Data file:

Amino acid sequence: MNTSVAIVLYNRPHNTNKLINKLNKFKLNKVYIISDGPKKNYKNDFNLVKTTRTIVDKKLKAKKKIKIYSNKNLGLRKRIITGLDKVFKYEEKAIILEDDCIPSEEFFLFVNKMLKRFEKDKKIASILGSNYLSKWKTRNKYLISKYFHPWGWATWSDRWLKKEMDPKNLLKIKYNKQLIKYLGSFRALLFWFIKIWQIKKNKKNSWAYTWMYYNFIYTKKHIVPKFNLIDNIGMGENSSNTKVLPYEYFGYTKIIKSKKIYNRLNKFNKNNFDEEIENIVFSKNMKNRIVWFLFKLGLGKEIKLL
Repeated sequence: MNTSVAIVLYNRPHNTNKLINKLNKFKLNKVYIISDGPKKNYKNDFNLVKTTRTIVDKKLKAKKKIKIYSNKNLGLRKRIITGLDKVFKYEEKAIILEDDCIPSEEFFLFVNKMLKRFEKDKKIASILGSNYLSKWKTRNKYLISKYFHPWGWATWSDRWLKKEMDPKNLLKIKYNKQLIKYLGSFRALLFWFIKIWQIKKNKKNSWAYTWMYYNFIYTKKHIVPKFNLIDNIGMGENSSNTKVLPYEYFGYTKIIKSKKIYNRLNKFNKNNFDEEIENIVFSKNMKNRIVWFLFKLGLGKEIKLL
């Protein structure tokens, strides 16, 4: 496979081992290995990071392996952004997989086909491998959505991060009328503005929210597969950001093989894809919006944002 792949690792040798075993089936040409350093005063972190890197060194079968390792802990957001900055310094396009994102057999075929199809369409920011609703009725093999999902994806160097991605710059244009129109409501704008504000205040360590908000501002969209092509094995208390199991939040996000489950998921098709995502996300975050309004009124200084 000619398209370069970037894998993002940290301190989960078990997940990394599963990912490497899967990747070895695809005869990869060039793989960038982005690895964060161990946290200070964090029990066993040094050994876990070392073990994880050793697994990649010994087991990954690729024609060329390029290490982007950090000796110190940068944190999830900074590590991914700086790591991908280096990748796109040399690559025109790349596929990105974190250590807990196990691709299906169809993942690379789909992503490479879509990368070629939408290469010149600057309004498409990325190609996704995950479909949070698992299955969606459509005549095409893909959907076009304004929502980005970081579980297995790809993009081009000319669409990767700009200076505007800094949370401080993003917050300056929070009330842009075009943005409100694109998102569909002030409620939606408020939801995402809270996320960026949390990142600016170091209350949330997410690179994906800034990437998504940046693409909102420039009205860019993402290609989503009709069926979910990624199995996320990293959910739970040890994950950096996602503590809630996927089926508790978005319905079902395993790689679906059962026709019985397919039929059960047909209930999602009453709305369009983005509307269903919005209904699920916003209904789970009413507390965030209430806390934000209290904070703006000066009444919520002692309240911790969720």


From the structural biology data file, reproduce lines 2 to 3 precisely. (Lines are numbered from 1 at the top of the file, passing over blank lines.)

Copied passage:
Repeated sequence: MNTSVAIVLYNRPHNTNKLINKLNKFKLNKVYIISDGPKKNYKNDFNLVKTTRTIVDKKLKAKKKIKIYSNKNLGLRKRIITGLDKVFKYEEKAIILEDDCIPSEEFFLFVNKMLKRFEKDKKIASILGSNYLSKWKTRNKYLISKYFHPWGWATWSDRWLKKEMDPKNLLKIKYNKQLIKYLGSFRALLFWFIKIWQIKKNKKNSWAYTWMYYNFIYTKKHIVPKFNLIDNIGMGENSSNTKVLPYEYFGYTKIIKSKKIYNRLNKFNKNNFDEEIENIVFSKNMKNRIVWFLFKLGLGKEIKLL
């Protein structure tokens, strides 16, 4: 496979081992290995990071392996952004997989086909491998959505991060009328503005929210597969950001093989894809919006944002 792949690792040798075993089936040409350093005063972190890197060194079968390792802990957001900055310094396009994102057999075929199809369409920011609703009725093999999902994806160097991605710059244009129109409501704008504000205040360590908000501002969209092509094995208390199991939040996000489950998921098709995502996300975050309004009124200084 000619398209370069970037894998993002940290301190989960078990997940990394599963990912490497899967990747070895695809005869990869060039793989960038982005690895964060161990946290200070964090029990066993040094050994876990070392073990994880050793697994990649010994087991990954690729024609060329390029290490982007950090000796110190940068944190999830900074590590991914700086790591991908280096990748796109040399690559025109790349596929990105974190250590807990196990691709299906169809993942690379789909992503490479879509990368070629939408290469010149600057309004498409990325190609996704995950479909949070698992299955969606459509005549095409893909959907076009304004929502980005970081579980297995790809993009081009000319669409990767700009200076505007800094949370401080993003917050300056929070009330842009075009943005409100694109998102569909002030409620939606408020939801995402809270996320960026949390990142600016170091209350949330997410690179994906800034990437998504940046693409909102420039009205860019993402290609989503009709069926979910990624199995996320990293959910739970040890994950950096996602503590809630996927089926508790978005319905079902395993790689679906059962026709019985397919039929059960047909209930999602009453709305369009983005509307269903919005209904699920916003209904789970009413507390965030209430806390934000209290904070703006000066009444919520002692309240911790969720």